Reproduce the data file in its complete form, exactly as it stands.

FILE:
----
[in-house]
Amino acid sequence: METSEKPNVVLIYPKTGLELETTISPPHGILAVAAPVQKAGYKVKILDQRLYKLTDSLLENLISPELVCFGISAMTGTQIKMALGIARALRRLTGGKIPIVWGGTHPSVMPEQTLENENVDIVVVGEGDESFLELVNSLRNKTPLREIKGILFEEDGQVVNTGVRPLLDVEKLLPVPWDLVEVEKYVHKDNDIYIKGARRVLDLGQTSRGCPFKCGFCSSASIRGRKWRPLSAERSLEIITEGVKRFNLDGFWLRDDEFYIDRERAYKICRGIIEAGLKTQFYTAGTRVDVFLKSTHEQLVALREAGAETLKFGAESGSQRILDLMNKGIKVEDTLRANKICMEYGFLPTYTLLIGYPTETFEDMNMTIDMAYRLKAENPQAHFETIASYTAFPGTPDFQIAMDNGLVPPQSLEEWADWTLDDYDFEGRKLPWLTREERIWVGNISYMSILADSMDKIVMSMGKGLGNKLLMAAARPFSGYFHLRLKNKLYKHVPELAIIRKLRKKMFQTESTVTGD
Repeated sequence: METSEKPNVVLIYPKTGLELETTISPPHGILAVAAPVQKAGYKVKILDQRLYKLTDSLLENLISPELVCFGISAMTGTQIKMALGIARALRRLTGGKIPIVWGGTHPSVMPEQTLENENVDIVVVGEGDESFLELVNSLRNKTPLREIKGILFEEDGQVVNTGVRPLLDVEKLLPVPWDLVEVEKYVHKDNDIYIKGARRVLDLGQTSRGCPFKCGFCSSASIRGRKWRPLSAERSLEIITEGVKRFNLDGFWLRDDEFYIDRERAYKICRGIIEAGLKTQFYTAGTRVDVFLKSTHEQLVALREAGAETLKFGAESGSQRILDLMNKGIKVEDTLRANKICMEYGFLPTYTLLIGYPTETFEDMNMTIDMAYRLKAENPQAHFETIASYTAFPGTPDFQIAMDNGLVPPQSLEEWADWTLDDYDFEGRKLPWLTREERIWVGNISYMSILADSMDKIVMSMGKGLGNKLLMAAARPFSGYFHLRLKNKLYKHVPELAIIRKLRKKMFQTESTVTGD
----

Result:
[in-house]
Amino acid sequence: METSEKPNVVLIYPKTGLELETTISPPHGILAVAAPVQKAGYKVKILDQRLYKLTDSLLENLISPELVCFGISAMTGTQIKMALGIARALRRLTGGKIPIVWGGTHPSVMPEQTLENENVDIVVVGEGDESFLELVNSLRNKTPLREIKGILFEEDGQVVNTGVRPLLDVEKLLPVPWDLVEVEKYVHKDNDIYIKGARRVLDLGQTSRGCPFKCGFCSSASIRGRKWRPLSAERSLEIITEGVKRFNLDGFWLRDDEFYIDRERAYKICRGIIEAGLKTQFYTAGTRVDVFLKSTHEQLVALREAGAETLKFGAESGSQRILDLMNKGIKVEDTLRANKICMEYGFLPTYTLLIGYPTETFEDMNMTIDMAYRLKAENPQAHFETIASYTAFPGTPDFQIAMDNGLVPPQSLEEWADWTLDDYDFEGRKLPWLTREERIWVGNISYMSILADSMDKIVMSMGKGLGNKLLMAAARPFSGYFHLRLKNKLYKHVPELAIIRKLRKKMFQTESTVTGD
Repeated sequence: METSEKPNVVLIYPKTGLELETTISPPHGILAVAAPVQKAGYKVKILDQRLYKLTDSLLENLISPELVCFGISAMTGTQIKMALGIARALRRLTGGKIPIVWGGTHPSVMPEQTLENENVDIVVVGEGDESFLELVNSLRNKTPLREIKGILFEEDGQVVNTGVRPLLDVEKLLPVPWDLVEVEKYVHKDNDIYIKGARRVLDLGQTSRGCPFKCGFCSSASIRGRKWRPLSAERSLEIITEGVKRFNLDGFWLRDDEFYIDRERAYKICRGIIEAGLKTQFYTAGTRVDVFLKSTHEQLVALREAGAETLKFGAESGSQRILDLMNKGIKVEDTLRANKICMEYGFLPTYTLLIGYPTETFEDMNMTIDMAYRLKAENPQAHFETIASYTAFPGTPDFQIAMDNGLVPPQSLEEWADWTLDDYDFEGRKLPWLTREERIWVGNISYMSILADSMDKIVMSMGKGLGNKLLMAAARPFSGYFHLRLKNKLYKHVPELAIIRKLRKKMFQTESTVTGD